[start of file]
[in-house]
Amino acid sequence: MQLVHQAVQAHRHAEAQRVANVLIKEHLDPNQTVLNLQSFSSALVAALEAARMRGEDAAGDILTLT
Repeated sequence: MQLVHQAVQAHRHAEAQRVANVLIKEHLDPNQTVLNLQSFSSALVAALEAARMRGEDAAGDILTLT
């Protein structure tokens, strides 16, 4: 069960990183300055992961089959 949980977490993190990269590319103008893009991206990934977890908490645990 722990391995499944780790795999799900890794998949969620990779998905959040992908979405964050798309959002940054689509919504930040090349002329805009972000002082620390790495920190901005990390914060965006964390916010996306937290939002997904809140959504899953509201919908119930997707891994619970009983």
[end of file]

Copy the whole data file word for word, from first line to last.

[in-house]
Amino acid sequence: MQLVHQAVQAHRHAEAQRVANVLIKEHLDPNQTVLNLQSFSSALVAALEAARMRGEDAAGDILTLT
Repeated sequence: MQLVHQAVQAHRHAEAQRVANVLIKEHLDPNQTVLNLQSFSSALVAALEAARMRGEDAAGDILTLT
């Protein structure tokens, strides 16, 4: 069960990183300055992961089959 949980977490993190990269590319103008893009991206990934977890908490645990 722990391995499944780790795999799900890794998949969620990779998905959040992908979405964050798309959002940054689509919504930040090349002329805009972000002082620390790495920190901005990390914060965006964390916010996306937290939002997904809140959504899953509201919908119930997707891994619970009983």